Desai, A. S, Claggett, B. L, Packer, M., Zile, M. R, Rouleau, J. L, Sweberg, K., Shi, V., Lefkowitz, M., Starling, R., Teerlink, J., McMurray, J. J & Solomon, SD. (2016). Influence of Sacubitril/Valsartan (LCZ696) on 30-Day Readmission After Heart Failure Hospitalization. Journal of the American College of Cardiology,68(3), 241-248. United States: Elsevier USA. Retrieved from https://doi.org/10.1016/j.jacc.2016.04.047
BACKGROUND Patients with heart failure (HF) are at high risk for hospital readmission in the first 30 days following HF hospitalization. OBJECTIVES This study sought to determine if treatment with sacubitril/valsartan (LCZ696) reduces rates of hospital readmission at 30-days following HF hospitalization compared with enalapril. METHODS We assessed the risk of 30-day readmission for any cause following investigator-reported hospitalizations for HF in the PARADIGM-HF trial, which randomized 8,399 participants with HF and reduced ejection fraction to treatment with LCZ696 or enalapril. RESULTS Accounting for multiple hospitalizations per patient, there were 2,383 investigator-reported HF hospitalizations, of which 1,076 (45.2%) occurred in subjects assigned to LCZ696 and 1,307 (54.8%) occurred in subjects assigned to enalapril. Rates of readmission for any cause at 30 days were 17.8% in LCZ696-assigned subjects and 21.0% in enalapril-assigned subjects (odds ratio: 0.74; 95% confidence interval: 0.56 to 0.97; p ¼ 0.031). Rates of readmission for HF at 30-days were also lower in subjects assigned to LCZ696 (9.7% vs. 13.4%; odds ratio: 0.62; 95% confidence interval: 0.45 to 0.87; p ¼ 0.006). The reduction in both all-cause and HF readmissions with LCZ696 was maintained when the time window from discharge was extended to 60 days and in sensitivity analyses restricted to adjudicated HF hospitalizations. CONCLUSIONS Compared with enalapril, treatment with LCZ696 reduces 30-day readmissions for any cause following discharge from HF hospitalization. (J Am Coll Cardiol 2016;68:241–8) © 2016 by the American College of Cardiology Foundation.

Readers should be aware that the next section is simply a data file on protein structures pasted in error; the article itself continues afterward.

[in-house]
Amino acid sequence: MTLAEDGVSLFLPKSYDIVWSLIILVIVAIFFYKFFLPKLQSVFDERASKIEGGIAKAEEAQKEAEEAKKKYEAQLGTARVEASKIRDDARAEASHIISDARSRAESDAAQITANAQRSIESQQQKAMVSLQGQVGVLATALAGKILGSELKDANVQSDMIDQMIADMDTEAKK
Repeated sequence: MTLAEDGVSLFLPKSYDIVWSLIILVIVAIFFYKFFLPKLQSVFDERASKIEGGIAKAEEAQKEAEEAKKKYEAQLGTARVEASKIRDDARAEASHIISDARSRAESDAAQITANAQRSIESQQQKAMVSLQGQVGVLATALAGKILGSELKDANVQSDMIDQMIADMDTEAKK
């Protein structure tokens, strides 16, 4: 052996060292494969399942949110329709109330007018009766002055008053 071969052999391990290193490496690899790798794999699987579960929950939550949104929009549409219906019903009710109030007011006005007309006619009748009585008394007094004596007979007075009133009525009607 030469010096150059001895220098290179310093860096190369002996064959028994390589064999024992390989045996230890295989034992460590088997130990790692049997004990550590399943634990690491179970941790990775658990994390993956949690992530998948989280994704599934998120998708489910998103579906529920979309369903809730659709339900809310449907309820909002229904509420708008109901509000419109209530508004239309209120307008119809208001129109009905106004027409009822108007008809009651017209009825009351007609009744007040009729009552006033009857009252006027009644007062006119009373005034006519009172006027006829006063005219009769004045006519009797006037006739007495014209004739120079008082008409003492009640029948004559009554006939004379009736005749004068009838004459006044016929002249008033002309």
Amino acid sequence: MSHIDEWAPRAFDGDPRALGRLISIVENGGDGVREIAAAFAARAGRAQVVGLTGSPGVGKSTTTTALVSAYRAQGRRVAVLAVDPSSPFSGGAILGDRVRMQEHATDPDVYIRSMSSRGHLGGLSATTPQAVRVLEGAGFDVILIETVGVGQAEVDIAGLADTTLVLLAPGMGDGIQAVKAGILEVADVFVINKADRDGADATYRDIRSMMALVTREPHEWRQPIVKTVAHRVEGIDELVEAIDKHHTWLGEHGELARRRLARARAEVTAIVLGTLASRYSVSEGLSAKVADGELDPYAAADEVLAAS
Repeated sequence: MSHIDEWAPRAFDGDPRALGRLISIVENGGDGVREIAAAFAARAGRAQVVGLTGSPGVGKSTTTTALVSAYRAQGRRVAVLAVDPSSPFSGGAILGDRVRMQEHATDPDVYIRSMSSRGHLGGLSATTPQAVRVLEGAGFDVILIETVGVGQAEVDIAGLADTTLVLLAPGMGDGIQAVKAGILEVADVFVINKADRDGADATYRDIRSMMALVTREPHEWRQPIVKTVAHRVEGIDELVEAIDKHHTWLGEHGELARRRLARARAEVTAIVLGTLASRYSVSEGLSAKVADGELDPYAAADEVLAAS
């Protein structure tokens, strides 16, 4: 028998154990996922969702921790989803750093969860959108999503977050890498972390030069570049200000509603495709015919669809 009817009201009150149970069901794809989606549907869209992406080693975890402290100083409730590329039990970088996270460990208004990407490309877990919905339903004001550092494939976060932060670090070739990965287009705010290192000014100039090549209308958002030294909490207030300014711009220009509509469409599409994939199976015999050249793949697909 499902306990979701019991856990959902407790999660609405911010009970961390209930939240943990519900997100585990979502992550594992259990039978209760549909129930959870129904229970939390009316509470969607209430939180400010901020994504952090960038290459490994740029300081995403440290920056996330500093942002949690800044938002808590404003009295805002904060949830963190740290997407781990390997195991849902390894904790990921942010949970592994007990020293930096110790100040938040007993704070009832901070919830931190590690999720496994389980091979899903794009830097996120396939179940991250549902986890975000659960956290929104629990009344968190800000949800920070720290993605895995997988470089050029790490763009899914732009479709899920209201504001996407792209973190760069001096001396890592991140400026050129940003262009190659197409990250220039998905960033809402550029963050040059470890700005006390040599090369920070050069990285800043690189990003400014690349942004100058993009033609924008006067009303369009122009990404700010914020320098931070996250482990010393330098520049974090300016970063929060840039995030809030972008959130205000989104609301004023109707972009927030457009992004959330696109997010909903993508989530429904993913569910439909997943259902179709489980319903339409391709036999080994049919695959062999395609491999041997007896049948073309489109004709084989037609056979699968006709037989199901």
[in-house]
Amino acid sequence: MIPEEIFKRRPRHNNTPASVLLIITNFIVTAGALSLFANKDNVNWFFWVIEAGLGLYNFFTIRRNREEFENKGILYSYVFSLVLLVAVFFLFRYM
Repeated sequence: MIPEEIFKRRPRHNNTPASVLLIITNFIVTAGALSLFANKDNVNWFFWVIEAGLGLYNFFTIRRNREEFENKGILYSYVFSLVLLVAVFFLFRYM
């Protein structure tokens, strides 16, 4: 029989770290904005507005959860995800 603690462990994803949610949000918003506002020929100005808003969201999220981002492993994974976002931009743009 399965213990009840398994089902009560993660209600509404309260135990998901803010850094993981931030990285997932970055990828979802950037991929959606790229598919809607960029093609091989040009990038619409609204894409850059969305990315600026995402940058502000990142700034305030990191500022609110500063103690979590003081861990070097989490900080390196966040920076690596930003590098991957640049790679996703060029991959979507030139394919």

Mary MacKillop Institute for Health Research
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